First, you have to meet the requirements depending on your home country, which are based on the agreement signed with Japan. Second, you have to file an application at your local Japanese embassy or consulate. You can find a list of countries having agreements and the responsible embassies with Japan below:
🇳🇿 New Zealand,
🇬🇧 The United Kingdom,
🇰🇷 The Republic of Korea,
🇭🇰 Hong Kong,
Obtain a WHV: Rules applying to all countries
There is a number of rules that apply to all the applicants. Please make sure to carefully fill out your application. Even one missing piece of information may lead to a refusal of your application and you may have to submit your application once again, risking to lose one whole year. Thus, we recommend you to take the application process very seriously.
Here are some common rules you need to follow in order to get your Working Holiday Visa. You cannot bring a dependent with you. Spouse and children will not be allowed to travel with you. Your passport has to be valid. You have to possess a return/onward travel ticket or prove that you have the necessary funds to buy one. You also have to prove that you have the required funds to support yourself during your whole trip in Japan. You also have to be healthy and never have been issued a working holiday visa for Japan before. You have to submit a filled out application form, alongside with a recent passport-sized photograph, your curriculum vitae, a detailed outline of your attended activities as well as a motivation letter.
For further details, we advise you to reach out to the nearest Japanese Embassy or Consulate in your home country.
Obtaining a WHV: Specific rules for each country
Being from a country that has an agreement with Japan is not the only condition to fulfill to get a Working Holiday Visa. Here are some specific rules that, based on your citizenship, may apply to your application.
Until which age is it possible to obtain a WHV for Japan?
Citizens from Austria, Denmark, France, Germany, Hong-Kong, Ireland, New Zealand, Norway, Slovakia, Poland, Portugal, Taiwan, Cezch, Lithuania and the U.K. have to be between 18 and 30 years old on the day they submit their application. Citizens from Australia, Canada and South Korea have to be between 18 and 25 years old. However, this condition may be subject to derogation by the Japanese administration. Citizens from Iceland have to be between 18 and 26 years old.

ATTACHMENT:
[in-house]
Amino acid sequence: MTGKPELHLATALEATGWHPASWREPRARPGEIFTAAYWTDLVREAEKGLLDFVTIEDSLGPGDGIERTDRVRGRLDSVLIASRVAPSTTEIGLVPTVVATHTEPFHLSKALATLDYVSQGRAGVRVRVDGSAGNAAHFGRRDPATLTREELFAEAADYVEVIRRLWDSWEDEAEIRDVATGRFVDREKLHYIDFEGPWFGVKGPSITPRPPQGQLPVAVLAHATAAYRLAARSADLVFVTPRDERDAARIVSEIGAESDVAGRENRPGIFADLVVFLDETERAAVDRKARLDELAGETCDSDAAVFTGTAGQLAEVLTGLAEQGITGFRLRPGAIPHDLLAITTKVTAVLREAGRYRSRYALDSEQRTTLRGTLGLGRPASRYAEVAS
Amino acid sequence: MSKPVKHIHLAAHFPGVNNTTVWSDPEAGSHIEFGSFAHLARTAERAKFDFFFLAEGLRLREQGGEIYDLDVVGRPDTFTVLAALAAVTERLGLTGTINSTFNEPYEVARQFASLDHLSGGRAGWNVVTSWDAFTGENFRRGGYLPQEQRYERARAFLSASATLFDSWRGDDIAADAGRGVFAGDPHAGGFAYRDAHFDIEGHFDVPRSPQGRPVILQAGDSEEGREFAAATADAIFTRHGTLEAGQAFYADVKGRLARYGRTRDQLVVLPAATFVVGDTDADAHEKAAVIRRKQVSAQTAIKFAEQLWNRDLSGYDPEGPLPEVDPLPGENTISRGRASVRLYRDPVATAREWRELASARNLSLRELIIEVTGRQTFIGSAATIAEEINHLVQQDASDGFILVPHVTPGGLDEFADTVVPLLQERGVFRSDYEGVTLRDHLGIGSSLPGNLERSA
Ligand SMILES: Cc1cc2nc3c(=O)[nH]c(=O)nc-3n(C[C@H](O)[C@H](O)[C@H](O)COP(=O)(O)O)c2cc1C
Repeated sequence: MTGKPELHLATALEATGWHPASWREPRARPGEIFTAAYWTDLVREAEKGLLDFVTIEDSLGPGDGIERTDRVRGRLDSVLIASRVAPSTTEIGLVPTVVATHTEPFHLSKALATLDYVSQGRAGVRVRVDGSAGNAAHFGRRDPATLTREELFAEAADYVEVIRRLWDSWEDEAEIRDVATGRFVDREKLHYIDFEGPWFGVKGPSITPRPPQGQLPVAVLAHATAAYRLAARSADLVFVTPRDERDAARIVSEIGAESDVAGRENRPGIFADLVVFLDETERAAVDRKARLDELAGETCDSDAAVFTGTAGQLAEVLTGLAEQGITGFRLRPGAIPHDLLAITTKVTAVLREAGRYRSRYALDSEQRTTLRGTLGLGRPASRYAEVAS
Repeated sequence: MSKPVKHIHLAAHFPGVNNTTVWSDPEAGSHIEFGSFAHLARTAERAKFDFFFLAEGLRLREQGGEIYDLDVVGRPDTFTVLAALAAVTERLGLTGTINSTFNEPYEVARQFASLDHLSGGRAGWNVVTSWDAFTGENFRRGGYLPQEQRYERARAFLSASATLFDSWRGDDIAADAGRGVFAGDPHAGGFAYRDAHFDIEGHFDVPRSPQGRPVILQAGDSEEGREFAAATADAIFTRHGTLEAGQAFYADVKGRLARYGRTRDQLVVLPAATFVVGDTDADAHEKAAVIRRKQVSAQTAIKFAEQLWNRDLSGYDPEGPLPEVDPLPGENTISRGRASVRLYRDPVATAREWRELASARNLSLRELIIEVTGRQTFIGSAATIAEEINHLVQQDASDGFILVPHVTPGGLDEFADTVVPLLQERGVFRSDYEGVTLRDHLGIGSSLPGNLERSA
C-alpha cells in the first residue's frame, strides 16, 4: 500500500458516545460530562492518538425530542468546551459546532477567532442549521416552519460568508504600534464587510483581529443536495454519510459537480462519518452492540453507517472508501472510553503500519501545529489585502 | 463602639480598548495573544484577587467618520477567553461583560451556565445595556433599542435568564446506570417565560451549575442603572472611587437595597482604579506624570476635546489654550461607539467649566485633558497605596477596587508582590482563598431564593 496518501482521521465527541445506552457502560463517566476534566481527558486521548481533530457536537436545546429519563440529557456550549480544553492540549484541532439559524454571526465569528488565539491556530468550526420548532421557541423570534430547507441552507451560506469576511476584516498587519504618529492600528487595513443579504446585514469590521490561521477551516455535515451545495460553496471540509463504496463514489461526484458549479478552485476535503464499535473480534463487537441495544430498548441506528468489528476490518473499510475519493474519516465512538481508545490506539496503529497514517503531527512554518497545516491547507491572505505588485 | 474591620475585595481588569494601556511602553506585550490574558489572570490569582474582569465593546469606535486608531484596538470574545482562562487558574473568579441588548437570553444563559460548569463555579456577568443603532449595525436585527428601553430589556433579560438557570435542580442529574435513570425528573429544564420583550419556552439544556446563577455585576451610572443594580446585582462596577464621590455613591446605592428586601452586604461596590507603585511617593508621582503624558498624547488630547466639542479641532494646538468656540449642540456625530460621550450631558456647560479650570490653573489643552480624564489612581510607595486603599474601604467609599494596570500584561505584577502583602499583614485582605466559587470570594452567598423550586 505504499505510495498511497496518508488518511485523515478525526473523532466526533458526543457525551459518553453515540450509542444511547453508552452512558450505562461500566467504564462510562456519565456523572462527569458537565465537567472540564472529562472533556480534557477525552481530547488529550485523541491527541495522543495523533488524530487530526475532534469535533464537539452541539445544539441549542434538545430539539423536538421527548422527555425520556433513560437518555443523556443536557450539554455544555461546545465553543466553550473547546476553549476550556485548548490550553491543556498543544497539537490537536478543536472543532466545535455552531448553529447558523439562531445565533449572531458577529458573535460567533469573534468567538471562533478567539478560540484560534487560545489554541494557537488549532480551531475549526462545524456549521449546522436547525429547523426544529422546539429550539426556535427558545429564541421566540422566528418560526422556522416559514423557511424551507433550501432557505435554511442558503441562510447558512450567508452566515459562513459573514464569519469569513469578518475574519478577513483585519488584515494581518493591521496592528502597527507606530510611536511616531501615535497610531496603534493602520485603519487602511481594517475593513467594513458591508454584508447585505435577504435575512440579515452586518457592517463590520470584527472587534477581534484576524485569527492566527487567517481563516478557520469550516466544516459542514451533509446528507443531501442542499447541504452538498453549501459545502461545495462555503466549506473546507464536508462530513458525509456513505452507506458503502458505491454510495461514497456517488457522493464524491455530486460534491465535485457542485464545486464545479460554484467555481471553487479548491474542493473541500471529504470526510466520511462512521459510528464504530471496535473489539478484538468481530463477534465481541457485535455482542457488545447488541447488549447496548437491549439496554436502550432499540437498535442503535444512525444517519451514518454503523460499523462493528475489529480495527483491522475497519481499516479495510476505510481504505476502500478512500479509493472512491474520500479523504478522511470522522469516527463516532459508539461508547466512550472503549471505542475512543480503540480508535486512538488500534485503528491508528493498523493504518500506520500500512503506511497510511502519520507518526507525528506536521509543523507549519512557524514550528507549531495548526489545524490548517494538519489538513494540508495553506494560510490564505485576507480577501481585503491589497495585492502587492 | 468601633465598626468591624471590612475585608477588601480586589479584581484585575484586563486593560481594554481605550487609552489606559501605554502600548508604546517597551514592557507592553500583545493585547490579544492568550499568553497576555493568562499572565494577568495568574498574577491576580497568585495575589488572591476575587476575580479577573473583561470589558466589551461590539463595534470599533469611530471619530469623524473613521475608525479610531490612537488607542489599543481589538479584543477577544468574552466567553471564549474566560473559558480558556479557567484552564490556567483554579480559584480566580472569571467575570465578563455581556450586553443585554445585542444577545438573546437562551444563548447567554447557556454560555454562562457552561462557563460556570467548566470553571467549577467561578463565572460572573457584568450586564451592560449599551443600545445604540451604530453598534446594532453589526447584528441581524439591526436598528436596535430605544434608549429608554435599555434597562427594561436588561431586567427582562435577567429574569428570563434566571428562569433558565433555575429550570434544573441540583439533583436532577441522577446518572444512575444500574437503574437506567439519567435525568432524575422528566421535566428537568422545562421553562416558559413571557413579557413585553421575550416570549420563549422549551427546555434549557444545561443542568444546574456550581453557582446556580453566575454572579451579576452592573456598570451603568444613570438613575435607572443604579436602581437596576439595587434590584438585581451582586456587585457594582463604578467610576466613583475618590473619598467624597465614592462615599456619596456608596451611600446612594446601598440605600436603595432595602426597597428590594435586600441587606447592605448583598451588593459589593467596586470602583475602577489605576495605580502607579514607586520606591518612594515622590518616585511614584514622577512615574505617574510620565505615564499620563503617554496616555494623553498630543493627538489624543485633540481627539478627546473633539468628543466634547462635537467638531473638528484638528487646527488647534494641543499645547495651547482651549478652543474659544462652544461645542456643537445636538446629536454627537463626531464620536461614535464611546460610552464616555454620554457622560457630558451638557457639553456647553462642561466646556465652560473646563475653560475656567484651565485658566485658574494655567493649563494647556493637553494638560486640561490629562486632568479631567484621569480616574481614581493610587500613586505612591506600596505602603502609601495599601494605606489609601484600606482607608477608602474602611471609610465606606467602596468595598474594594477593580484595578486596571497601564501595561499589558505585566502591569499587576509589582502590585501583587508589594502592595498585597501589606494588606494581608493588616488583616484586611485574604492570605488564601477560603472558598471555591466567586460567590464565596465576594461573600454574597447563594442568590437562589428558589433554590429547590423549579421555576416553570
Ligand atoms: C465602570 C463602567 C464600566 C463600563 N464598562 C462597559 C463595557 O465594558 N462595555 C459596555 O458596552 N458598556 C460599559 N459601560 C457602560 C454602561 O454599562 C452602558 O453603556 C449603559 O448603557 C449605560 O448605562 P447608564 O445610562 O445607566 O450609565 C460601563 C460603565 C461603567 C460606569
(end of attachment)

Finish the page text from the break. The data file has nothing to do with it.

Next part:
How long is a WHV for Japan valid?
Citizens from Austria, Denmark, France, Germany, Ireland, South Korea, Norway, Poland, Portugal, Slovakia, Czech, Lithuania and the U.K. will have access to a one-year visa, without any option to renew. Citizens from Australia will be granted a six-months visa, and the possibility of renewing it twice, while citizens from Canada and New Zealand will be granted a six-months visa, but are only allowed to renew it once.
Good to know
Even if it is possible to work in Japan with a WHV, some jobs are strictly prohibited to working holiday visa applicants. For studies, you can take advantage of your stay to study Japanese in Japan. Check our article: Work and study in Japan on a WHV for further information.
Furthermore, please be aware that within the first 14 days of your arrival in Japan, WHV applicants have to register as a foreign visitor at their nearest city hall. Finally, if you decide to leave Japan during your stay, your WHV will be terminated, since any exit from Japan is considered to be definitive. If you wish to temporarily leave Japan during your stay, you will need to apply for a Re-entry permit.
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[…] Japan and your own country. For further information on these criteria, please refer to our article How to get a WHV for Japan? which will guide you through the whole application […]